10 III. NON-MEDICAL THERAPY 1. Non-invasive treatment Bed rest is not recommended (Agreement among professionals). Massage may be prescribed at the start of a rehabilitation session in preparation for other techniques although there are no studies confirming its efficacy (Agreement among professionals). The use of ionization, electromagnetic waves or laser radiation is not recommended as their efficacy has not been demonstrated. Studies of transcutaneous electric nerve stimulation (TENS) seem to show analgesic efficacy during the period of application (grade C). Further studies are needed to define its usefulness in the management of patients with chronic low back pain. The usefulness of electroacupuncture has yet to be determined. It may have a short-term analgesic action, although it is not possible to recommend any particular technique (grade C). Balneotherapy may provide pain relief and have a short-term action on function (grade C), but this has not been demonstrated in the long-term. This type of treatment may therefore be prescribed. Physical exercise provides analgesia and improves function in the short-term when compared with no treatment or placebo (grade B). However, no one type of exercise has been shown to be superior to any other (flexion or extension); available results are contradictory, and the studies themselves poorly designed. Physical exercise is therefore recommended, but no particular technique is advocated. It should be noted that results are only obtained in patients who are motivated and who comply with treatment. Spinal manipulation may be prescribed for pain relief in chronic low back pain as it has an analgesic action in the short-term (grade B). Its analgesic action is equivalent to that of physiotherapy (grade C) and superior to that of NSAIDs alone, acupuncture and back schools (grade B). The working group reminds practitioners that it is a medical procedure which should be preceded by clinical workup and further investigations. Vertebral traction, the efficacy of which has not been demonstrated in chronic low back pain, is not recommended (Agreement among professionals). The efficacy of back schools which provide only one educational programme has not been proven in chronic low back pain (grade B). When they are combined with physical exercise sessions, they provide short-term relief of pain (grade B). Multidisciplinary forms of management combining education and advice sessions, intensive physical exercise sessions whether supervised by a physiotherapist or unsupervised, and psychological management, in proportions which have still to be - 8 -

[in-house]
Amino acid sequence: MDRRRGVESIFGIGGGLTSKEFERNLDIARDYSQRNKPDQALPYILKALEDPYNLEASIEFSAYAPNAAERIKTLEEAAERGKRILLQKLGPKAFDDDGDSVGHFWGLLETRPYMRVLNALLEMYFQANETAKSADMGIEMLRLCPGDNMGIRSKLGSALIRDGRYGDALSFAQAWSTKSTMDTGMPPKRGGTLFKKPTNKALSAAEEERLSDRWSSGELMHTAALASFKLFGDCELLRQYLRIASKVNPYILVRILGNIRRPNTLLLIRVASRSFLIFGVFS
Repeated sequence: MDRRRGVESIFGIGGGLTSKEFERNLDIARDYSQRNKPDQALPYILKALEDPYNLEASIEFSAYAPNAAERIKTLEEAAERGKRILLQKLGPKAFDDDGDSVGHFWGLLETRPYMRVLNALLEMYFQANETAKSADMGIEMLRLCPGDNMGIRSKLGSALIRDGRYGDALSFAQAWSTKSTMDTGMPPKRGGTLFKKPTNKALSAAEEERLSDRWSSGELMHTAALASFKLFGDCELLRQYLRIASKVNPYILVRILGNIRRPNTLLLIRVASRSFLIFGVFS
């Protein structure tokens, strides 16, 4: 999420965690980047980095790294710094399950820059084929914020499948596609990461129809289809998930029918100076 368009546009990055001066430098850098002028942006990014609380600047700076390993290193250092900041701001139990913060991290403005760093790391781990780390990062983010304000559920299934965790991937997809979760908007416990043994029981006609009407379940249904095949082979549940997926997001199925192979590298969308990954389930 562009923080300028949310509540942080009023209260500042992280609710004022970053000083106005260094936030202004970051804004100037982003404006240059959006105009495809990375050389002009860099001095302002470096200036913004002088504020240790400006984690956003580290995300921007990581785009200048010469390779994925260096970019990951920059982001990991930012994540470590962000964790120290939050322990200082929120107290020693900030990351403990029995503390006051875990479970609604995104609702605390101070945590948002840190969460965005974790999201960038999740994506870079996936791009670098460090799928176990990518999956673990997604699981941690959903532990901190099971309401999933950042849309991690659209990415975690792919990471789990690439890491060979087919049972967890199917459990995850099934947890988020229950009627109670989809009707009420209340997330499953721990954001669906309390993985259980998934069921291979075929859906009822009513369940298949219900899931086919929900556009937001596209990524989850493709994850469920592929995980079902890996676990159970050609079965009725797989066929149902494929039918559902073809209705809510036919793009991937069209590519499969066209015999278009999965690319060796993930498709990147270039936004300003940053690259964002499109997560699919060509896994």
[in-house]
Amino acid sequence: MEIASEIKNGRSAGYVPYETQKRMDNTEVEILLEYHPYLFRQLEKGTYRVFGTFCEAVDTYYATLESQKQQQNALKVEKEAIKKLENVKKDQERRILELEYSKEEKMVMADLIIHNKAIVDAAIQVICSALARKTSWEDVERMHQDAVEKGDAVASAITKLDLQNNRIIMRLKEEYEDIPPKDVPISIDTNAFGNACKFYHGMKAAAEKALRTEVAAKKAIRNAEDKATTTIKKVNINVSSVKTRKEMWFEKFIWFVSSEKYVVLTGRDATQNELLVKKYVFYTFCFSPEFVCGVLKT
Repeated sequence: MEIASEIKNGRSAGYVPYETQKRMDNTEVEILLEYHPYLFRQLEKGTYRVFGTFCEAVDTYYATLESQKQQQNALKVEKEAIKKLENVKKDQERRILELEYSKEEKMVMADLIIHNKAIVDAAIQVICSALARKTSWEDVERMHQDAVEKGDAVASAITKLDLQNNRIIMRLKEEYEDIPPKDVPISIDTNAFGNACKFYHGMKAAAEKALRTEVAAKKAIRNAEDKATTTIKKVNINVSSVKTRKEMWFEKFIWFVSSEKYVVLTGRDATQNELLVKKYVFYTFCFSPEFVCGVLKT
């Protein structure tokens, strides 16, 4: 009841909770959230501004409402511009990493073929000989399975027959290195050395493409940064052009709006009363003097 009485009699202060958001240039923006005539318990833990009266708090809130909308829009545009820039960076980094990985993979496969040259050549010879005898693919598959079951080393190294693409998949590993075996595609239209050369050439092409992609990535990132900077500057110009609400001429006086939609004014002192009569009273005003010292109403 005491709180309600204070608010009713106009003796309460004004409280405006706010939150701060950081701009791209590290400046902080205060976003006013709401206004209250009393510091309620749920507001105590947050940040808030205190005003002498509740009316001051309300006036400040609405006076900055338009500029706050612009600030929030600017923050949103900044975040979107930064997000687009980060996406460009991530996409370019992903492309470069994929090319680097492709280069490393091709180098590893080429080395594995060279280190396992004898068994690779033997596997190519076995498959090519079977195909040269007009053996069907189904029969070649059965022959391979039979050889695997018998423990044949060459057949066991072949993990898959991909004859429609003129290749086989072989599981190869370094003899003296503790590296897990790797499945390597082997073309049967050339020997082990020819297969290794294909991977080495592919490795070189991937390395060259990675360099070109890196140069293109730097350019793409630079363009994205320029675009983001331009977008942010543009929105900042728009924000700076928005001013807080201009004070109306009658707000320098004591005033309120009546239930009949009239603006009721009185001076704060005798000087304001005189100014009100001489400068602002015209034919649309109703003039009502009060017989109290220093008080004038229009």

11 defined, are recommended for analgesic and functional therapy and to a lesser extent for return to work in patients with chronic low back pain (grade B). Hydrotherapy may be prescribed in the management of chronic low back pain as it provides pain relief and contributes to restoration of function (grade B). The value of lumbar supports has yet to be demonstrated in chronic low back pain. They should not be used as first choice of treatment (Agreement among professionals). Behavioural therapy is effective for severity of pain and attitude towards pain, compared with placebo or being on a waiting list (grade C). No specific technique is superior to any other. Behavioural therapies combined with another form of treatment (physical exercise, physiotherapy etc.) seem to enhance this treatment s effectiveness against pain (grade C). 2. Invasive forms of treatment The efficacy of acupuncture has not been demonstrated in chronic low back pain. It seems that trigger-point stimulation (neuroreflexotherapy) provides short-term pain relief in chronic low back pain (grade C), but its usefulness has yet to be determined in the management of chronic low back pain (Agreement among professionals). Thermocoagulation of the medial branch of the posterior primary ramus of the spinal nerve seems to provide short- and medium-term pain relief in a population selected by provocation tests (grade B). Indications for this form of treatment are exceptional (Agreement among professionals). There are no studies confirming any benefit from arthrodesis in isolated chronic low back pain (without signs of nerve root compromise). It is reserved for a few unusual indications (Agreement among professionals). Further studies are needed to specify its usefulness in the management of degenerative spondylolisthesis. Disc prostheses have not been evaluated in chronic low back pain, and in the current state of knowledge, they should not be prescribed (Agreement among professionals). The group noted that the discovery during imaging of an isolated disc hernia without signs of nerve root compromise should not result in prescription of surgery or nucleolysis (Agreement among professionals)